Association takes timely measures as pandemic disrupts its members’ business
By George Gichuki
Kenya has one of the most vibrant microfinance sectors in sub- Saharan Africa. It serves over six million households. In addition, it has employed more than ten thousand staff members where loan officers represent 60% of this number. Further, microfinance holds over Kshs. 100 billion outstanding gross loan portfolio and a non-performing loan book of 11% of the gross. To start with, Covid-19 has greatly affected the sector because the social distancing guideline that is meant to check the spread of the pandemic has made it hard for microfinance institutions (MFIs) to meet their clients especially those lending to groups. Collections and disbursements which are executed during the group meetings have been severely affected. Moreover, the adoption of enhanced alternative banking channels such as elimination of mobile charges to the clients has increased the cost of doing business.
“Notwithstanding the challenges above, micro and small enterprises (MSMEs), which mainly operate in the informal sector form the bulk of the sector’s clientele,” says Caroline Karanja, the chief executive officer of the Association of Microfinance Institutions – Kenya (AMFI-K) adding that their business has been slowed down by the low turnout of customers who fear being infected by the deadly coronavirus.
By the same token, imports and exports across the world of both raw materials and finished products have not been spared. To that end, businesses and individuals who have had loans with microfinance institutions continue to face difficulties in repaying them. “Mass withdrawal of savings and change in the spending pattern continue to pose threats to the sector as people navigate through the Covid-19 pandemic,” says Ms. Karanja.
At the onset of the Covid-19 pandemic, AMFI-K took precautionary measures to ensure continuity of operations while mitigating the risks posed by the pandemic. In order to protect the staff members, their families as well as the general public, the association was constrained to working with two staff members in the office every week on a rotational basis. “This was in line with the social distancing guideline and it ensured that our operations were not paralyzed,” Ms. Karanja further says.
Business recovery and continuity
The Covid-19 pandemic has affected businesses negatively in all sectors of the Kenyan economy. The Microfinance sector that is a key contributor to poverty reduction, employment and wealth creation as well as the growth of the gross domestic product (GDP) has also been adversely affected across the country. AMFI-K has therefore adapted some strategies and interventions that are aligned to its activities.
To start with, the association has embarked on capacity building. To that end, it has taken an active role in circulating various guidance notes and tools to its members which have been received from different partners. They include: guidelines for MFIs in their definition of a continuity plan, guidance note on pandemic planning for the banking sector issued through a banking circular No. 5 of 2020 from the Central Bank of Kenya, tools for Covid-19 management, client interview tool in order to understand their issues better, inviting members to informative webinars as well as report on the impact of Covid-19 on the lives of low-income households shared from different partners in different regions. By the same token, AMFI-K ensured that its members participated in the review of the draft credit information sharing (CIS) code of conduct.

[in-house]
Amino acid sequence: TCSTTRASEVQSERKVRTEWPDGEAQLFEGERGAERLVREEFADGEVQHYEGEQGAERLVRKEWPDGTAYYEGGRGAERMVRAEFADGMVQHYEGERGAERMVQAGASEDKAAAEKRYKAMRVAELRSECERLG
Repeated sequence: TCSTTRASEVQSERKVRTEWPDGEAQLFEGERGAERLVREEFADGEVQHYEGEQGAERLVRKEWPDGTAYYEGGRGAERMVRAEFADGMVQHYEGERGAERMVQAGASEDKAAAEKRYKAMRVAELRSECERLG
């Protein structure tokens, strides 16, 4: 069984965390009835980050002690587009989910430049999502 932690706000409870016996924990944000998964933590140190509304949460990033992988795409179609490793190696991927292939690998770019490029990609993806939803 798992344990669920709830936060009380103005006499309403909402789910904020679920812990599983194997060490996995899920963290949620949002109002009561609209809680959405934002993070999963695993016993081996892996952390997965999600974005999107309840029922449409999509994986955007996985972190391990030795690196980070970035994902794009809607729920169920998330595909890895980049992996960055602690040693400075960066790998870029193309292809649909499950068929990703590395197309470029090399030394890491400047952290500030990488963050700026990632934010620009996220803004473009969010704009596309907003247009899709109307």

Most importantly, AMFI-K is developing an e-learning platform and redesigning its website to be used in delivering online courses which include (but not limited to) webinars, seminars, complaint mechanism, video clips, portable document format (PDF) among other form of outputs. “The website is expected to get a face lift with the ability to address new digital needs and provide greater access to information based on current web trends and technology,” says Ms Karanja.
Secondly, through advocacy and lobbying, AMFI-K is undertaking a review of its code of conduct in order to address the pertinent issues in the sector. This includes the CBK press release that prohibited unregulated digital and credit-only lenders from submitting credit information on their borrowers to the credit reference bureaus (CRBs).
Apart from receiving information on business continuity plans from partners, the association is also exploring avenues for liquidity interventions, guarantees and emergency debt funds from the government, development partners and commercial banks to cushion its members against liquidity constraints which might arise as a result of prolonged pandemic period.